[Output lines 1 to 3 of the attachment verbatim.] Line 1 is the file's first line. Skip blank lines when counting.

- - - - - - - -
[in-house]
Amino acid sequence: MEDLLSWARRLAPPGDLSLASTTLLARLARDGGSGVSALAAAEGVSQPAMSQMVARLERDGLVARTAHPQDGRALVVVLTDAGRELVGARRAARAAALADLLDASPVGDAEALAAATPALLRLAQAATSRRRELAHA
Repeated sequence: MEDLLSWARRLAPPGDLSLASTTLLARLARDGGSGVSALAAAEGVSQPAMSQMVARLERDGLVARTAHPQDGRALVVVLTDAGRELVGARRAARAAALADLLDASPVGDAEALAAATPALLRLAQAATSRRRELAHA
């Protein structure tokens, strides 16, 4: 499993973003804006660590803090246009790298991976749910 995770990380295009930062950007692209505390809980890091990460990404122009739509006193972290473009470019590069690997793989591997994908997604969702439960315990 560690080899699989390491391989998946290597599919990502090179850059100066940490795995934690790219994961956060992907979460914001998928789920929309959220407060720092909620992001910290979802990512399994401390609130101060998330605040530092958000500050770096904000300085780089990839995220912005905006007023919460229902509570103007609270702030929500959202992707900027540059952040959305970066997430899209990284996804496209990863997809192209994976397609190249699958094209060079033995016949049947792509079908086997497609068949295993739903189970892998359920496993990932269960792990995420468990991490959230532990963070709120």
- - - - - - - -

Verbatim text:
[in-house]
Amino acid sequence: MEDLLSWARRLAPPGDLSLASTTLLARLARDGGSGVSALAAAEGVSQPAMSQMVARLERDGLVARTAHPQDGRALVVVLTDAGRELVGARRAARAAALADLLDASPVGDAEALAAATPALLRLAQAATSRRRELAHA
Repeated sequence: MEDLLSWARRLAPPGDLSLASTTLLARLARDGGSGVSALAAAEGVSQPAMSQMVARLERDGLVARTAHPQDGRALVVVLTDAGRELVGARRAARAAALADLLDASPVGDAEALAAATPALLRLAQAATSRRRELAHA